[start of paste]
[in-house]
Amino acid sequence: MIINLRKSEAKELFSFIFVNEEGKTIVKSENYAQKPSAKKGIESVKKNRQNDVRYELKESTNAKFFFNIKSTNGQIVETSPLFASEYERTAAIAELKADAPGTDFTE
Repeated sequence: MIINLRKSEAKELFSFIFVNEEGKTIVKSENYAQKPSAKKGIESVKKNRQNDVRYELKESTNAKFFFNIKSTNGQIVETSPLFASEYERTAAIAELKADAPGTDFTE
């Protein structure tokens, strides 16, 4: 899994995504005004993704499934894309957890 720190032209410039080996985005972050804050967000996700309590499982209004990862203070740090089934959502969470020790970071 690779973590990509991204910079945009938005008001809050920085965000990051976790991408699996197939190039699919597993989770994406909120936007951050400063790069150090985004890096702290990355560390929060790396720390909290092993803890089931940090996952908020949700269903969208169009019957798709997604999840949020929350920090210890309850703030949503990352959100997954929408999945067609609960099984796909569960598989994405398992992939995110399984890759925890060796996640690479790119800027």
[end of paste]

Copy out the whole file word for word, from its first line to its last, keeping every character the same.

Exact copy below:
[in-house]
Amino acid sequence: MIINLRKSEAKELFSFIFVNEEGKTIVKSENYAQKPSAKKGIESVKKNRQNDVRYELKESTNAKFFFNIKSTNGQIVETSPLFASEYERTAAIAELKADAPGTDFTE
Repeated sequence: MIINLRKSEAKELFSFIFVNEEGKTIVKSENYAQKPSAKKGIESVKKNRQNDVRYELKESTNAKFFFNIKSTNGQIVETSPLFASEYERTAAIAELKADAPGTDFTE
């Protein structure tokens, strides 16, 4: 899994995504005004993704499934894309957890 720190032209410039080996985005972050804050967000996700309590499982209004990862203070740090089934959502969470020790970071 690779973590990509991204910079945009938005008001809050920085965000990051976790991408699996197939190039699919597993989770994406909120936007951050400063790069150090985004890096702290990355560390929060790396720390909290092993803890089931940090996952908020949700269903969208169009019957798709997604999840949020929350920090210890309850703030949503990352959100997954929408999945067609609960099984796909569960598989994405398992992939995110399984890759925890060796996640690479790119800027």